UAlberta pharmacologist Alan Hudson studies how ecstasy and newer designer drugs affect neurochemistry in the brain. (Photo: Richard Siemens)
(Edmonton) In the span of a decade, Canada has gone from ecstasy importer to global supplier of the illegal party drug. At the same time, even newer designer highs—sometimes just a mouse-click away—are flooding the drug market faster than legislation can keep pace.
It’s a worrying problem that University of Alberta researchers say requires more education to help Canadians understand the very real, deadly risks of designer drug use.
“The chemists who are making these drugs are coming up with about 10 new drugs per year; the legislation cannot keep up with the market,” said Alan Hudson, a pharmacologist at the U of A who studies how ecstasy and other drugs affect brain neurochemistry. “The best way forward is to educate people that they’re playing Russian roulette—the health risks from taking these drugs are high, and potentially lethal.”
In a new paper published in Drug Science, Policy and Law, Hudson and his U of A co-authors—Maggie Lalies, Glen Baker, Kris Wells and Katherine Aitchison—warn the recreational drug scene is growing in Canada, fuelled by an appetite for designer drugs and legal highs such as K2, spice, Benzo fury, Barts, Homers, bath salts, plant food and other “party pills.”
“This is a pressing public health issue,” said Wells, director of programs and services with the Institute for Sexual Minority Studies and Services. “The profile that we’re seeing of someone taking ecstasy or these so-called recreational drugs is not perhaps your average user when we think of drug use. It could be one of our own university students going to a party on the weekend—where they haven’t experimented before—and then take a tablet of ecstasy. It doesn’t have an effect and they take another one; pretty soon they’re in emergency fighting for their life.”
Designer highs, massive profits
Newer designer drugs, often purchased online from Asia, can represent big business in Canada.
“For some of these legal highs, you only need a milligram to get high,” Hudson said. “If you can buy a kilogram for $200, the markup can be huge.”
Although Health Canada statistics show ecstasy use is down slightly among young people across the country, a 2006 report from the RCMP shows Canada has become a “major production and export country,” a situation that developed over just two years and a significant departure from the mid-1990s, when Canada was an import-consumer nation.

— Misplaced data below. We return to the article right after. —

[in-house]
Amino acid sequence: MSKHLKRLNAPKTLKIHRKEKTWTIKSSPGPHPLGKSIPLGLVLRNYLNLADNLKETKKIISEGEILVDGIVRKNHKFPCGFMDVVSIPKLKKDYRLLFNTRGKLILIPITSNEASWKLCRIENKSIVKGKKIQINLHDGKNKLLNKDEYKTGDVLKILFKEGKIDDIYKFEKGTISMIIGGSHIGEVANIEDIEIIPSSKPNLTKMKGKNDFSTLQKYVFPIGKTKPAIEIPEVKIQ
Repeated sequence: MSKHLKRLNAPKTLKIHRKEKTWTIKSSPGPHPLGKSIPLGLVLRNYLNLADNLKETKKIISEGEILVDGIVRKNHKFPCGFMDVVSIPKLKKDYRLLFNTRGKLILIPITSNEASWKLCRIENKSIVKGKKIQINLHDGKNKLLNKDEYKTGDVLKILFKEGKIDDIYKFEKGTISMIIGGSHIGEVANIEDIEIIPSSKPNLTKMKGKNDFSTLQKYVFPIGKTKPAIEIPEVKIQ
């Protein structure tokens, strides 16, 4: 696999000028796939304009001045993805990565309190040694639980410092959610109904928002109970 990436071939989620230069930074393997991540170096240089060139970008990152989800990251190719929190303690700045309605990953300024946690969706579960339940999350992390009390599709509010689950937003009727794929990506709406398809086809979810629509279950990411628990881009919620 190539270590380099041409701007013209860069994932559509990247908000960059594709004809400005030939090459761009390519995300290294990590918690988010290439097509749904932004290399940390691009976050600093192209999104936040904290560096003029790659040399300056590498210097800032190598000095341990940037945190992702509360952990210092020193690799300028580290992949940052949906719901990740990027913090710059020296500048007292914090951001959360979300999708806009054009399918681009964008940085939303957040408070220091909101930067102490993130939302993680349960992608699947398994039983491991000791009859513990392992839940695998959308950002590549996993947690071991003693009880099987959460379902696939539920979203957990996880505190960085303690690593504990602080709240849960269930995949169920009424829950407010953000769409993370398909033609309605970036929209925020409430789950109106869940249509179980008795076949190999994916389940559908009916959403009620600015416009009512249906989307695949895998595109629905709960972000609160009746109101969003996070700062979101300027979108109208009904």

During the same time, Hudson notes, ecstasy has become increasingly toxic, cut with a mix of, at times, deadly chemicals. In a 2007 Health Canada study, only three per cent of seized ecstasy tablets contained pure MDMA, the drug’s main ingredient, compared with 69 per cent in 2001.
Two such contaminants are PMA and PMMA; the latter may cause severe serotonin toxicity and has been linked to as many as eight deaths in Alberta over the past two years. Hudson and his colleagues caution that even pure ecstasy can have toxic side-effects that vary by individual, due to genetic factors.
“There is no safe dose of ecstasy,” Hudson explained.
Rise of legal highs
Head shops and online operators have increasingly turned to peddling legal highs such as BZP and TFMPP, often sold as “party pills,” “Barts” or “Homers” for shapes resembling characters from the Simpsons TV show. Both ingredients were declared illegal in 2012, but have given way in popularity to newer drugs such as “plant food” or bath salts, which have been sold legally as variants of mephedrone, methylone and MDPV—the latter of which is known for inducing a “zombie-like” state and paranoia.
The federal government banned the drug, but Hudson said there will always be others like Benzo fury and various online options to take their place, underscoring the need for more education.
Research grounded in the community
In their efforts to raise awareness, the research team has forged relationships in the community, including the Edmonton Police Service.
Wells co-chairs the Chief’s Advisory Council, a role that helped facilitate access to newer drugs for research, and his work at iSMSS puts him in constant contact with at-risk youth. Sexual and gender minority youth are three times as likely to take drugs and alcohol as negative coping mechanisms, he said, which underscores the importance of creating positive environments that help youth feel supported, and allowing them to make informed, hopefully healthy decisions.
“It’s about taking the research to the next level—communicating it, mobilizing the knowledge to all the stakeholders and, ultimately, to all those young people who may be facing a choice in their lives," Wells said.
When youth do turn to drugs, Hudson said, parents can turn to resources offered by Alberta Health Services and look for warning signs such as
- depressed moods after the weekend (a common symptom of coming down from euphoric highs of ecstasy)
- mood changes, often associated with drugs such as K2 or spice
- sudden nosebleeds, from snorting designer drugs such as plant food
This U of A research was funded by the Canadian Institutes of Health Research and the Government of Alberta.